The fortnight's competition was packed full of classic encounters. Richard Gasquet squandered yet another two-set lead in a major, eventually falling in a titanic clash with Fernando Gonzalez. Nevertheless, despite losing to the big-hitting Chilean, Gasquet helped to silence his doubters. He is often lambasted for being a "bottler," but he fought to the end, producing some of his best tennis just prior to the finale.

It's near impossible to talk about epic matches at the 2009 Australian Open without mentioning Rafael Nadal vs. Fernando Verdasco. The all-Spanish semifinal produced some of the finest and most powerful strokes ever seen on a tennis court. Verdasco attacked from the first serve to the last, taking Nadal on at his own game. After hours of forehands, backhands, smashes, and lobs, it looked as though Verdasco would just about limp into a final with Roger Federer. However, Nadal showed his championship credentials by winning the Australian Open's longest ever match in five hours, 14 minutes. It was just a shame that the final point of the match was a double fault.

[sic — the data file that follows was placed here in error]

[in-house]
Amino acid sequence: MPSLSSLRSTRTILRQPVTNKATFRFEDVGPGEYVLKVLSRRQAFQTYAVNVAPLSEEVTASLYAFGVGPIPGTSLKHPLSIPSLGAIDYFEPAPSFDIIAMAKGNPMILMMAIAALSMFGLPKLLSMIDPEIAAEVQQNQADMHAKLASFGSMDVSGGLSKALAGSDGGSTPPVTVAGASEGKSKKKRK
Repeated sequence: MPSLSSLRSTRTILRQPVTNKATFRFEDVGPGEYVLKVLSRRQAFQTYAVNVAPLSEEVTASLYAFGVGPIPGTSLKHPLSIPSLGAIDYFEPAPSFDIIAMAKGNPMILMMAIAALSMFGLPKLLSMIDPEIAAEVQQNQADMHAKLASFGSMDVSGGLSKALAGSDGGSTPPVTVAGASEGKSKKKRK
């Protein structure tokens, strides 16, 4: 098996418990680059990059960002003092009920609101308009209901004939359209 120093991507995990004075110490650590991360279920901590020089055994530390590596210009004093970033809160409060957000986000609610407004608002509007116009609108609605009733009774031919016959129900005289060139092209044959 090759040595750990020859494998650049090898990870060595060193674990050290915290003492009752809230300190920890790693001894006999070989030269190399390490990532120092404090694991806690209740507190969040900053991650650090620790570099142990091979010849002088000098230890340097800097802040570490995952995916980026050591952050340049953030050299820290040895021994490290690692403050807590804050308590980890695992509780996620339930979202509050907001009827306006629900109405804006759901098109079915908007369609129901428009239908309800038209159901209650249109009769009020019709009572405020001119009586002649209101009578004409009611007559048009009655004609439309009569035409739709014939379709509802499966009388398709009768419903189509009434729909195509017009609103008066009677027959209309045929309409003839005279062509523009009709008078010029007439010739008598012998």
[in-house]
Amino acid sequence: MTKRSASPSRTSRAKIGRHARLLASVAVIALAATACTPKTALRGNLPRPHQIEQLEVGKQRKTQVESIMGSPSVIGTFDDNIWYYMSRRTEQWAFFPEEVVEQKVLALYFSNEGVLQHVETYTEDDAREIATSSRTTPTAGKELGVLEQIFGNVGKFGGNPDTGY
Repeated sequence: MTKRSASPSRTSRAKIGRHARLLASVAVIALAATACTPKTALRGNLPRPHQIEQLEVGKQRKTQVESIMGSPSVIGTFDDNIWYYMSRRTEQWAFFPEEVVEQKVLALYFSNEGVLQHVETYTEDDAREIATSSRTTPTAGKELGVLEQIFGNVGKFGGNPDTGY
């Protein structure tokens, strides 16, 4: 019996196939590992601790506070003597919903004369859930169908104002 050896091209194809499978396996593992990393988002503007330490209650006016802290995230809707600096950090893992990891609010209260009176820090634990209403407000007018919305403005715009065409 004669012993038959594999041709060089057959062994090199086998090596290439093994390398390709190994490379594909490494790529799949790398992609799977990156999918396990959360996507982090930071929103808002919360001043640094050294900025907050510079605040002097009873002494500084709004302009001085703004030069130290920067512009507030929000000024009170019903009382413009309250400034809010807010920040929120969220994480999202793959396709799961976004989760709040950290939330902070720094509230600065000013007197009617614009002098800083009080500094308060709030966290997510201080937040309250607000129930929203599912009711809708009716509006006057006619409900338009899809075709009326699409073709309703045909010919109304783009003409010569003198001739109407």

Serena Williams turned the women's final into a non-event as she claimed her fourth Australian Open title. She disposed of Dinara Safina in less than an hour. In the aftermath, all everyone could hope is that the men's final wouldn't follow in the same vein.

Thankfully, the two men in the final were two of the best players to ever grace a tennis court, Rafael Nadal and Roger Federer. The Swiss maestro was targeting a record equalling 14th Grand Slam, while Nadal was seeking some history of his own. Were the Spaniard to triumph over Federer for the 13th time, he would become only the fourth male player to win a major on all surfaces. He would join the illustrious group of Mats Wilander, Jimmy Connors, and Andre Agassi.